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June 22, 2015 | Music Notes Blog

The Grokster Decision – 10 years and Counting

10 years ago this week, the Supreme Court made a historic ruling which decided that companies which actively help users steal music via their sites could be held responsible for copyright theft.

The past week has had no shortage of newsworthy developments in the digital music industry. Apple is finalizing terms for the launch of its new streaming service Apple Music. And Google announced that it’s adding a free streaming radio service to its own music offerings. But this week is also noteworthy for what happened 10 years ago – the Supreme Court’s unanimous ruling (MGM vs Grokster, June 27, 2005) that companies which actively help users steal music via their sites can be held responsible for copyright theft.

The music industry has evolved so much in the past 10 years that it’s easy to forget how important this ruling was to that transformation. Prior to the “Grokster” decision, legal digital music services were just a tiny part of the market. In the last full year before the Grokster decision (2004), digital music accounted for only 1.5% of music industry revenue.

The iTunes music store was in its infancy. In fact, about a month after the Grokster decision, Apple announced it had sold its 500 millionth song in its 2 year history around the world. For comparison, it’s sold over 25 billion songs since then, and in the US alone more than 500 million digital songs are now sold about every 3 months.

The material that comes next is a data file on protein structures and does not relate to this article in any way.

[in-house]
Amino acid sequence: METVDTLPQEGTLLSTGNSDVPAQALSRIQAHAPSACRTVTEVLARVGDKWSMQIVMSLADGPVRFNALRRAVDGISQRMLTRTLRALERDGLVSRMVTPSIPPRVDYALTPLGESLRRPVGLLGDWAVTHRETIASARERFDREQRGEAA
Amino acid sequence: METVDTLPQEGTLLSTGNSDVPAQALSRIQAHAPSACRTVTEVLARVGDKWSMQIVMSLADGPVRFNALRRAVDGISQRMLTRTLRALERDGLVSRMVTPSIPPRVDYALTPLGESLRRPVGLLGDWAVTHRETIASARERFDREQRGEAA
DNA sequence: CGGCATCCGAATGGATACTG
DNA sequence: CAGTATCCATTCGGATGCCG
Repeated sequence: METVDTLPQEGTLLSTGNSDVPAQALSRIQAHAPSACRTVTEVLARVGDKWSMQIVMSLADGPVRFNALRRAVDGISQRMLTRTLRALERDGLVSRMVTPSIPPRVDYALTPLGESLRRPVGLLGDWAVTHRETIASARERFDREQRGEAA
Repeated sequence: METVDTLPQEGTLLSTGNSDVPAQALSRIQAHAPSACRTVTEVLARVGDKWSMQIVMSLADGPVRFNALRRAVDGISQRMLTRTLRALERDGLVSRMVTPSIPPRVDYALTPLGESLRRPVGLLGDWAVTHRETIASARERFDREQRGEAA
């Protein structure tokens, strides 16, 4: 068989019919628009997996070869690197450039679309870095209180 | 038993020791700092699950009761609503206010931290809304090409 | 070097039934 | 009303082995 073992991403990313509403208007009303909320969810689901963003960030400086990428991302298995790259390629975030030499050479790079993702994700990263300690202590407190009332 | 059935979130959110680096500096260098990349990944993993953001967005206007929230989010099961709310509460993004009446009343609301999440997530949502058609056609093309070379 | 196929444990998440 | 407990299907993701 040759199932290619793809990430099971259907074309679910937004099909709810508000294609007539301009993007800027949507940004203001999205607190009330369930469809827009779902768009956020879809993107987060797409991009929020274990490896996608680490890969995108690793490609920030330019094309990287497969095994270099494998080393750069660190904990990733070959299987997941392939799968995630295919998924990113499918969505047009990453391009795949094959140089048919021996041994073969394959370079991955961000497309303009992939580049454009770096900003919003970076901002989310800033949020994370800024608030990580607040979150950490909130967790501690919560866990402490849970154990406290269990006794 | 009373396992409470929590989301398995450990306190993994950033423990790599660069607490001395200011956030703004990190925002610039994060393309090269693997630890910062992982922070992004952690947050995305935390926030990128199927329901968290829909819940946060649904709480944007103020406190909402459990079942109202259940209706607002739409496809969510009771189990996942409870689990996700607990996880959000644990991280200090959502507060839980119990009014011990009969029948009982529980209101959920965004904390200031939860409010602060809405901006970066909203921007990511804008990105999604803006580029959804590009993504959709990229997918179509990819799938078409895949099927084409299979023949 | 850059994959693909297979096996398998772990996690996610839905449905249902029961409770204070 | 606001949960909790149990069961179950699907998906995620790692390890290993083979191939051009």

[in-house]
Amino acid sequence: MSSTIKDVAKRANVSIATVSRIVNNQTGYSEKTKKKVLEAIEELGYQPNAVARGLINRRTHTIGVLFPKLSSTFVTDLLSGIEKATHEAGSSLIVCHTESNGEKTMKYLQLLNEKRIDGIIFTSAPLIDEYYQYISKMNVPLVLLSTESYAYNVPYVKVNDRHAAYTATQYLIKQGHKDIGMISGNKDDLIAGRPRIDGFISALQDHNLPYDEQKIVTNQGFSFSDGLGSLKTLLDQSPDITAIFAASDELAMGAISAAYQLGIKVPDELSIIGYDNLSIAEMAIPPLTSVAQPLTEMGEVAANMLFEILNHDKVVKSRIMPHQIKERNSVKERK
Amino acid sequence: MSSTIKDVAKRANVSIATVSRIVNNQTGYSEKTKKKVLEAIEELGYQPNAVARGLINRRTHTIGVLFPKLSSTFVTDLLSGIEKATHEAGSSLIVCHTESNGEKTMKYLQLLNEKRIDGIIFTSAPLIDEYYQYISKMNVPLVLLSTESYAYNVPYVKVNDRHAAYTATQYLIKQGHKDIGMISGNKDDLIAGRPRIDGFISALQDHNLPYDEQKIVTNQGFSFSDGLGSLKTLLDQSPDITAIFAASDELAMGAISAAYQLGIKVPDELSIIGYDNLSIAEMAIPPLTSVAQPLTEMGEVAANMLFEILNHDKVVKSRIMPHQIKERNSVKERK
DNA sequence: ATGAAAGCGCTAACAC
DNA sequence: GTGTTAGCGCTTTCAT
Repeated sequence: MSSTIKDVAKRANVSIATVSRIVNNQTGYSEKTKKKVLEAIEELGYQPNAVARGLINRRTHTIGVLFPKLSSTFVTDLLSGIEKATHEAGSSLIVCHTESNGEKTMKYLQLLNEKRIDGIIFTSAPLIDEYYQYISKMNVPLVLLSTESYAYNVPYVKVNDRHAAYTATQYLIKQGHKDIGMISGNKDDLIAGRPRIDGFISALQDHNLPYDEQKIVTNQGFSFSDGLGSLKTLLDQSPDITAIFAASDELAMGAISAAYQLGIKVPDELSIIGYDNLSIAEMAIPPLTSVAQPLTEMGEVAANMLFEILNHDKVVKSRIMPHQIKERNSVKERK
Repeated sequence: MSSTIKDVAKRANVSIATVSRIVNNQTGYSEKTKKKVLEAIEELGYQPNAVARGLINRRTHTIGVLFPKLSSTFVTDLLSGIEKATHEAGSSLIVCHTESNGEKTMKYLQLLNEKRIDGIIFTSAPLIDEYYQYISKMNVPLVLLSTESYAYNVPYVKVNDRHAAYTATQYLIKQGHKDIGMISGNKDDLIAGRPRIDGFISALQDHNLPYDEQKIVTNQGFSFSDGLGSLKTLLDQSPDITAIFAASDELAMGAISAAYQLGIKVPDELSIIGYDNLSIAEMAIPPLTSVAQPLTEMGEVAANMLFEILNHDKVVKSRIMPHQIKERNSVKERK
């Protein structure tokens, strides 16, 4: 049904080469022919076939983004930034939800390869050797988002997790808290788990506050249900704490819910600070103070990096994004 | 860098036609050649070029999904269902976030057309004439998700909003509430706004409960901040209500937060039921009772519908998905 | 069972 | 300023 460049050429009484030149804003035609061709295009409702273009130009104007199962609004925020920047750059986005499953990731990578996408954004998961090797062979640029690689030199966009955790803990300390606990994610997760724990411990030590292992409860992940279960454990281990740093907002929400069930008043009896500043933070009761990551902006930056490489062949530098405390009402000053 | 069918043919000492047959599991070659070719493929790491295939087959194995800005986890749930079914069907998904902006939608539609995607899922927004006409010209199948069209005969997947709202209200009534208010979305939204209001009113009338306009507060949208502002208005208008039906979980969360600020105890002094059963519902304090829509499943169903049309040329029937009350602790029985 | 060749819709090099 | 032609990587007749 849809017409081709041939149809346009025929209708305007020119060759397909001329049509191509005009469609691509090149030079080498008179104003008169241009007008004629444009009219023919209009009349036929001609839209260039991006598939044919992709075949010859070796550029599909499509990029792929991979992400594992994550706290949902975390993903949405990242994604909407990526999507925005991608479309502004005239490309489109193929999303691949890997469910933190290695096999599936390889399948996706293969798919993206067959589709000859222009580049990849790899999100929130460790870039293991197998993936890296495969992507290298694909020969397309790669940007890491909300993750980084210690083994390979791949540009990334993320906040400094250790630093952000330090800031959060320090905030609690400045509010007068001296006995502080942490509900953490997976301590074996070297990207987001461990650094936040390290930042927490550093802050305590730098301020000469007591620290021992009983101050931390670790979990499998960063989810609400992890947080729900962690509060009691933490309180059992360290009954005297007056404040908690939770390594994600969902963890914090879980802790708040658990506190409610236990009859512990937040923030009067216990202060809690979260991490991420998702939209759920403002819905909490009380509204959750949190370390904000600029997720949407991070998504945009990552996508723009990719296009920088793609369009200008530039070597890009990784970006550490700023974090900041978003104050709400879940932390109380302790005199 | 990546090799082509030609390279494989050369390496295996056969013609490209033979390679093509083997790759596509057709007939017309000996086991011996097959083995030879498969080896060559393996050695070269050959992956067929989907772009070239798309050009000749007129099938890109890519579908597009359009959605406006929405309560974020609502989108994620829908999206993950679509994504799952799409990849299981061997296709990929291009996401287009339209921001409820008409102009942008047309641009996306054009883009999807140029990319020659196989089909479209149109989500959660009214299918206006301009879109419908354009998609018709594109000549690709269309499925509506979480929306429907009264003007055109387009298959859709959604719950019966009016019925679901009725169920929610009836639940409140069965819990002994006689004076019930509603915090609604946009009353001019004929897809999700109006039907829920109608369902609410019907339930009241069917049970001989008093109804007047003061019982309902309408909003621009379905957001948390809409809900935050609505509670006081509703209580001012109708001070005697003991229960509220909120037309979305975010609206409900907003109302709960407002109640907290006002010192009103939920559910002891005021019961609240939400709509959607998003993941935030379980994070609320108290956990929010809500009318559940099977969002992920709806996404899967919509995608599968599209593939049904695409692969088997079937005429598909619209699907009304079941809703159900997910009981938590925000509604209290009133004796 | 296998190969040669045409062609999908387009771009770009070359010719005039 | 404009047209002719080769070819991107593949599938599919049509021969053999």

And streaming music was hardly a blip on the radar back then. Internet radio companies were fledgling services with little revenue. Subscription services, which focused on downloads to devices rather than live streaming, were about 1% of the market. In 2014, streaming services accounted for 27% of the US recorded music market, with almost 8 million paid subscriptions, and have been growing rapidly. Overall, digital music comprised 66% of all US recorded music revenue last year.

These changes did not happen overnight. With the rules more firmly laid out by the Grokster decision, unauthorized services like iMesh, BearShare, eDonkey, WinMX, Kazaa, and many others shut down or went legal, finally giving legal services a chance to flourish. Entrepreneurs and investors brought new services to market and consumers suddenly had a variety of legal options. Where there were just a handful of services (of limited variety) available in 2005, there are now dozens of services and platforms offering bigger libraries and a myriad of features to suit every taste.

The Grokster decision paved the way for these developments. It provided the beginnings of a fair playing field for digital services and music companies. We are still in the early stages of an evolving marketplace for music with many challenges ahead, but it’s still worth taking a moment to remember the Supreme Court’s important milestone.

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